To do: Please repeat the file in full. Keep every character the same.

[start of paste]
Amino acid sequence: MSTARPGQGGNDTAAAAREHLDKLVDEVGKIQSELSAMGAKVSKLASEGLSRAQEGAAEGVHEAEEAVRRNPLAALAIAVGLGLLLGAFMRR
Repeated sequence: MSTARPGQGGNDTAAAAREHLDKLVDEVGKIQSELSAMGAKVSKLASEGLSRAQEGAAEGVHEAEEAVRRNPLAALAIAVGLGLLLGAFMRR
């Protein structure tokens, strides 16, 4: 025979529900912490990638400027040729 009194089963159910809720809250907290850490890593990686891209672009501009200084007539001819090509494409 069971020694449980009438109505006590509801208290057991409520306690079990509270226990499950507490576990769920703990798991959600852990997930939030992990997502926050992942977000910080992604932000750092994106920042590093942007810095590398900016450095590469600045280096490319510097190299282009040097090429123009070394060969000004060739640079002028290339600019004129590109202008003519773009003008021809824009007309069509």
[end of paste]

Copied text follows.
Amino acid sequence: MSTARPGQGGNDTAAAAREHLDKLVDEVGKIQSELSAMGAKVSKLASEGLSRAQEGAAEGVHEAEEAVRRNPLAALAIAVGLGLLLGAFMRR
Repeated sequence: MSTARPGQGGNDTAAAAREHLDKLVDEVGKIQSELSAMGAKVSKLASEGLSRAQEGAAEGVHEAEEAVRRNPLAALAIAVGLGLLLGAFMRR
């Protein structure tokens, strides 16, 4: 025979529900912490990638400027040729 009194089963159910809720809250907290850490890593990686891209672009501009200084007539001819090509494409 069971020694449980009438109505006590509801208290057991409520306690079990509270226990499950507490576990769920703990798991959600852990997930939030992990997502926050992942977000910080992604932000750092994106920042590093942007810095590398900016450095590469600045280096490319510097190299282009040097090429123009070394060969000004060739640079002028290339600019004129590109202008003519773009003008021809824009007309069509």